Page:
SAFEGUARDING IS EVERYONE’S RESPONSIBILITY: NOT RESPONDING TO A SAFEGUARDING CONCERN IS NOT AN OPTION.
- Our Venue’s management has overall accountability for this Policy and its implementation
- Our Venue Welfare Officer is responsible for updating this Policy in line with legislative and Venue developments
- All individuals involved in/present at the Venue are required to adhere to the Policy and Code of Conduct
Where there is a safeguarding concern/disclosure:
- The individual who is told about, hears, or is made aware of the concern/disclosure is responsible for following the Safeguarding Reporting Procedure. Unless someone is in immediate danger, they should inform their Venue Welfare Officer or Safeguarding Lead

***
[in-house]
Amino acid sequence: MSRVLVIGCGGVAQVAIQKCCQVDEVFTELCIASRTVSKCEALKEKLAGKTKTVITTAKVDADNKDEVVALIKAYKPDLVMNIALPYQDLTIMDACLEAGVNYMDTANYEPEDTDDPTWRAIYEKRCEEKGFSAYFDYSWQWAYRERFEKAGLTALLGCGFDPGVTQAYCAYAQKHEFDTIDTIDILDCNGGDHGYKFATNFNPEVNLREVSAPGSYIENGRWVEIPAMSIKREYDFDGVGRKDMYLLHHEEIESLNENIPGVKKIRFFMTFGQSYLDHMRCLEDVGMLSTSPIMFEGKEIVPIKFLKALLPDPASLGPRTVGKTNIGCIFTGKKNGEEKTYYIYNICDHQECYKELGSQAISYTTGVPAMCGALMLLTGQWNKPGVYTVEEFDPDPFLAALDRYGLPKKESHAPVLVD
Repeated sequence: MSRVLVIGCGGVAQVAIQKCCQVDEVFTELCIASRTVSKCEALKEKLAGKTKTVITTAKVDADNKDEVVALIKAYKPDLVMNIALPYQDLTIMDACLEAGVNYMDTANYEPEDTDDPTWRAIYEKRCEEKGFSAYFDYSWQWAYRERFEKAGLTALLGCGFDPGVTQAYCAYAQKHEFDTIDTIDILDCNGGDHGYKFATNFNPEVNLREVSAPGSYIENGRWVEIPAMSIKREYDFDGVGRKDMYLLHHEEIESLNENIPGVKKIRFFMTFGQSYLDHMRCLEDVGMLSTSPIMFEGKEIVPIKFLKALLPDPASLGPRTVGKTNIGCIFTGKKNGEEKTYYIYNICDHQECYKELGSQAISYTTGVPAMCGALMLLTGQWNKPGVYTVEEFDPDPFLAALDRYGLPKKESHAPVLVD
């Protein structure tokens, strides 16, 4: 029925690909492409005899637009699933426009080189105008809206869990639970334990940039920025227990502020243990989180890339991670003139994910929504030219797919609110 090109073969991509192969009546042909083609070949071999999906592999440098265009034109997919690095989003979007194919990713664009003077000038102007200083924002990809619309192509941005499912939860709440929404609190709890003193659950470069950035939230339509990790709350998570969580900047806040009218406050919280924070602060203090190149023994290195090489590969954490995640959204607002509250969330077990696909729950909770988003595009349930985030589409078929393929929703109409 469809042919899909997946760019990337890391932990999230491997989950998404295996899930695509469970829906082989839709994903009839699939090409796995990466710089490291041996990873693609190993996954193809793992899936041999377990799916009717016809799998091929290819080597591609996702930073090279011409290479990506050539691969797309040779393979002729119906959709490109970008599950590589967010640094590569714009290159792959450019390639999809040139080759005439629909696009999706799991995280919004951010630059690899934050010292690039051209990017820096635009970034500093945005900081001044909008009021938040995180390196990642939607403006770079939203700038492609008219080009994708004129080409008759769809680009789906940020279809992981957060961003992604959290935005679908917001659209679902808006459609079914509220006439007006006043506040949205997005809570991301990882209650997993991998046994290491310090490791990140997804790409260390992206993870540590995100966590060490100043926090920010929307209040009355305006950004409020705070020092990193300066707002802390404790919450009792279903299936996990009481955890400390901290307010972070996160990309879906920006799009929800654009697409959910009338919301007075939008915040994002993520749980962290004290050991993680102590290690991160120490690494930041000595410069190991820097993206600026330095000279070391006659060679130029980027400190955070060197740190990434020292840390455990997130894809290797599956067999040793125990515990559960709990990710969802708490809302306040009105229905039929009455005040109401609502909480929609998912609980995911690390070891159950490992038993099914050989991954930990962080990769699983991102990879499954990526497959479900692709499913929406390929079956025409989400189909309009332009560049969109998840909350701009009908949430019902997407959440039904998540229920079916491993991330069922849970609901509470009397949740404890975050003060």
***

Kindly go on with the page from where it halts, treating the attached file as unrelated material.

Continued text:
- The Venue Welfare Officer and Safeguarding Leads are responsible for reporting safeguarding concerns to the relevant area
- The Venue Welfare Officer and Safeguarding Lead is responsible for assessing all safeguarding concerns/disclosures that are reported to them and to follow up as appropriate on a case-by-case basis, prioritising the well-being of the child/adult at risk at all times. Dependent on the concern/disclosure, a referral may be made to:
- The police in an emergency (999);
- Local Authority Children’s Services (Multi-Agency Safeguarding Hub (MASH) Team on 0300 456 0108 (out of hours: 0845 6070 888) See more at: www.wiltshire.gov.uk/children-young-people-contact
- Local Authority Adult Services
- Designated Officer (England only) for concerns/disclosures about a member of staff, consultant, coach, official or volunteer.